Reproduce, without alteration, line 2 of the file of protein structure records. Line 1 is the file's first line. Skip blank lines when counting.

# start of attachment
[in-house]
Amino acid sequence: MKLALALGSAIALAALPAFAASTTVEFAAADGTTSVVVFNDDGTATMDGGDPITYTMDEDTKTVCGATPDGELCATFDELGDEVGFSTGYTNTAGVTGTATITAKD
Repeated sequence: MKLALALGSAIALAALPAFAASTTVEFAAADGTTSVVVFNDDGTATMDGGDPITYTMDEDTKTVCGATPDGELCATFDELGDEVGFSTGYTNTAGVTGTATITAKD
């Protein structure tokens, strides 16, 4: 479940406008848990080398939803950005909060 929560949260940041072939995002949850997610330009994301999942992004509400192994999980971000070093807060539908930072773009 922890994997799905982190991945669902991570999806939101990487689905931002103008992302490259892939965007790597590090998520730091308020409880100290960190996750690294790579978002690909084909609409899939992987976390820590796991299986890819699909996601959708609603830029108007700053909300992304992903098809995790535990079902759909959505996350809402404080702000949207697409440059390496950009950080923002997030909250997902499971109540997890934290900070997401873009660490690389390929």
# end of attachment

Amino acid sequence: MKLALALGSAIALAALPAFAASTTVEFAAADGTTSVVVFNDDGTATMDGGDPITYTMDEDTKTVCGATPDGELCATFDELGDEVGFSTGYTNTAGVTGTATITAKD